From The Stranger

Washington’s fans of e-cigarettes just got a flavorful hit of good news.

After months of dealing with Gov. Jay Inslee’s ban on all flavored e-cigarettes, the local e-cigarette industry was bracing for lawmakers to make that flavor ban permanent. But after a committee hearing yesterday, the proposed bill banning flavors has now been changed to allow flavored e-cigarettes in Washington state.

The Washington State Senate approved a legislative amendment yesterday that dramatically changes their proposed flavored vape ban. Under the approved amendment, flavors are no longer banned but rather are restricted to only being sold at retailers that only allow access to people over the age of 21. Tobacco-flavored and menthol-flavored e-cigarettes would still be allowed to be sold in convenience stores.

Lawmakers have been trying to move quickly to update the state’s vapor rules before Inslee’s emergency ban on flavored vapes expires this Friday. Inslee called for the emergency ban on flavorings in September of last year after thousands of people across the country fell ill with a sometimes-fatal lung injury believed to be caused by vaping. Flavorings were never thought to be causing the illness, yet Inslee still went after the flavored products anyway.

Lawmakers appeared to be ready to do the same, proposing a bill that created an outright ban on any flavor of e-cigarettes other than tobacco. But the Senate’s Health & Long Term Care Committee unanimously approved an amendment Monday afternoon that retreats from the ban. In addition to allowing flavored e-cigarettes, the amendment, proposed by Sen. Annette Cleveland (D—Vancouver), institutes a new 37 percent sales tax on flavored vapor products.

The retreat from the flavor ban did not seem controversial among the committee’s members, although Sen. Karen Keiser, a powerful Democrat from south King County, made an ambiguous statement that more work needs to be done on the bill before it becomes law.

“I also think we might well have more work to do on these flavors, but I do think this is a positive step,” Keiser said Monday. “And this bill will be going to the next step and we’ve got more work to do ahead of us.”

The bill’s new sales tax on vapor products appeared more controversial during Monday’s hearing than the bill’s permitting of flavored e-cigarettes. Sen. Emily Randall, a Democrat from Bremerton, said she was worried about the impact of the new vape tax on the poor.

“I continue to be concerned that we are leveling higher and higher sales taxes, some of the most regressive taxes, on hard-working members of our community,” Randall said.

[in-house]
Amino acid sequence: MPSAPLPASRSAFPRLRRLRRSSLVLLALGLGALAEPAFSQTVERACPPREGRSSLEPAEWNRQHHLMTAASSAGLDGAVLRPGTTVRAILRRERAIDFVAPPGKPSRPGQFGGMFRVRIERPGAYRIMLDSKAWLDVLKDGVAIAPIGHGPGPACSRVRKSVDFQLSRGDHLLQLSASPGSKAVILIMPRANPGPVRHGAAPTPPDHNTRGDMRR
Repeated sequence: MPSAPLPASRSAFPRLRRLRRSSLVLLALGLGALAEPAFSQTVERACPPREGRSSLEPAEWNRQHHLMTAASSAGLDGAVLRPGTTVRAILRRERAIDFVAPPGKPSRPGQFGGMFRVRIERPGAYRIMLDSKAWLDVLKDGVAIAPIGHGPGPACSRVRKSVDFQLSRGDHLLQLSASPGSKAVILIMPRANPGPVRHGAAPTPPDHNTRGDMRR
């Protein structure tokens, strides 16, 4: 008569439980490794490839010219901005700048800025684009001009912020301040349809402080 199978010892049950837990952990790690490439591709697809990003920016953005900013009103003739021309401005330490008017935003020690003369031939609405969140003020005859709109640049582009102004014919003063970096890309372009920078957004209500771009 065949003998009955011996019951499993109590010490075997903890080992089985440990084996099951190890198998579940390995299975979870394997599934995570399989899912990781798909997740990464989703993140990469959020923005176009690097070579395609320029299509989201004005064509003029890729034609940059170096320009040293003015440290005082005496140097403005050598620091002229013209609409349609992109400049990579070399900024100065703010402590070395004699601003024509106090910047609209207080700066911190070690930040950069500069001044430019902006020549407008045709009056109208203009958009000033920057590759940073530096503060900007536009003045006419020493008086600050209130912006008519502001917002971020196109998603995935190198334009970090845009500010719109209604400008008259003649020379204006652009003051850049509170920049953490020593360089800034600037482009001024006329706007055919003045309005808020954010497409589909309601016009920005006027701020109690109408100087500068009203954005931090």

Sen. Randi Becker, a Republican from Eatonville, proposed a second amendment that would have removed any new regulations on vape flavors and instead made only vitamin E acetate illegal. Vitamin E acetate is the chemical believed to have caused the vape lung injuries, according to the Centers for Disease Control. Becker said her bill was aimed at narrowly blocking the cause of the crisis.

“For me it was looking at what is the reality—it was the vitamin E acetate [that caused the lung injuries],” Becker said during Monday’s hearing.

Becker’s amendment failed.

Sen. Ann Rivers, a Republican from La Center, said she was worried that the strict nicotine limits in the bill would create a large black market for e-cigarettes and that people, including young people, would still be able to get unregulated black market vape products.

“Just this weekend I had the chance to visit with some high school kids from my district who informed me that they didn’t care what we did with this because they had the ability to go across the border and get whatever they want,” Rivers said.

Inslee’s vape ban has been criticized—including extensively by this newspaper—for inadvertently creating a black market for these flavored nicotine products. Inslee himself has admitted that flavorings were never believed to be causing the lung injury. It’s not flavors, but rather additives found in black market vapes that are getting people sick and killing them. But Inslee’s ban on flavorings does nothing to address the problems caused by the black market—in fact it creates another incentive for people to go looking on the (entirely unregulated) black market for the products that are no longer legally available.

The Senate’s new vape regulations are still far from being made into law—they still need to go through the Senate Ways and Means Committee before they can get any votes on the Senate floor. New amendments can be proposed and voted on, so the flavor ban could come back. But it looks like, for now at least, state Senators might be in agreement with The Stranger that regulation is better than prohibition.

By Lester Black